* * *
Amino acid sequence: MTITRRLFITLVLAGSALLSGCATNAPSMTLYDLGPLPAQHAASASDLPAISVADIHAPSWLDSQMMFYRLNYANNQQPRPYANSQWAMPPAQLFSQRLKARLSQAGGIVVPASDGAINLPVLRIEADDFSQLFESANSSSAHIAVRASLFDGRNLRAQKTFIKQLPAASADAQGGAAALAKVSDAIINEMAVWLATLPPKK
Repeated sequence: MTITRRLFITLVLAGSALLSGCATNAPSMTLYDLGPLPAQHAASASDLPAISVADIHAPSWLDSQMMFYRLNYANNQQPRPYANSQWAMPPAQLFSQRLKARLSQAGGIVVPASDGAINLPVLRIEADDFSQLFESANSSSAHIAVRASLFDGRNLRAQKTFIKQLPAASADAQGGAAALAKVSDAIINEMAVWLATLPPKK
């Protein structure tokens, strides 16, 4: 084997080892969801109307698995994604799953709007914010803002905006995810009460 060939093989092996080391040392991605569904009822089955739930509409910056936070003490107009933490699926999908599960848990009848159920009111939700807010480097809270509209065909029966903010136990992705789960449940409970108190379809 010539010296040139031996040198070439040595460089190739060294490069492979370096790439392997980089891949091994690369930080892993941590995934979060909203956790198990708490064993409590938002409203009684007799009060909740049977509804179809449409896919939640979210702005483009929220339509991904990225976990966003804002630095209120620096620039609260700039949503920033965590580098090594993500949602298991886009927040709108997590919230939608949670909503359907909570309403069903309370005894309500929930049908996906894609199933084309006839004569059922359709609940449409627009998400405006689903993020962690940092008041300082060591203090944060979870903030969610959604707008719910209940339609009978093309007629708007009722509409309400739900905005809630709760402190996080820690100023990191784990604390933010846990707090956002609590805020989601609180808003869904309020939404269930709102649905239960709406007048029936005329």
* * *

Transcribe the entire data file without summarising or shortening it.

Amino acid sequence: MTITRRLFITLVLAGSALLSGCATNAPSMTLYDLGPLPAQHAASASDLPAISVADIHAPSWLDSQMMFYRLNYANNQQPRPYANSQWAMPPAQLFSQRLKARLSQAGGIVVPASDGAINLPVLRIEADDFSQLFESANSSSAHIAVRASLFDGRNLRAQKTFIKQLPAASADAQGGAAALAKVSDAIINEMAVWLATLPPKK
Repeated sequence: MTITRRLFITLVLAGSALLSGCATNAPSMTLYDLGPLPAQHAASASDLPAISVADIHAPSWLDSQMMFYRLNYANNQQPRPYANSQWAMPPAQLFSQRLKARLSQAGGIVVPASDGAINLPVLRIEADDFSQLFESANSSSAHIAVRASLFDGRNLRAQKTFIKQLPAASADAQGGAAALAKVSDAIINEMAVWLATLPPKK
């Protein structure tokens, strides 16, 4: 084997080892969801109307698995994604799953709007914010803002905006995810009460 060939093989092996080391040392991605569904009822089955739930509409910056936070003490107009933490699926999908599960848990009848159920009111939700807010480097809270509209065909029966903010136990992705789960449940409970108190379809 010539010296040139031996040198070439040595460089190739060294490069492979370096790439392997980089891949091994690369930080892993941590995934979060909203956790198990708490064993409590938002409203009684007799009060909740049977509804179809449409896919939640979210702005483009929220339509991904990225976990966003804002630095209120620096620039609260700039949503920033965590580098090594993500949602298991886009927040709108997590919230939608949670909503359907909570309403069903309370005894309500929930049908996906894609199933084309006839004569059922359709609940449409627009998400405006689903993020962690940092008041300082060591203090944060979870903030969610959604707008719910209940339609009978093309007629708007009722509409309400739900905005809630709760402190996080820690100023990191784990604390933010846990707090956002609590805020989601609180808003869904309020939404269930709102649905239960709406007048029936005329």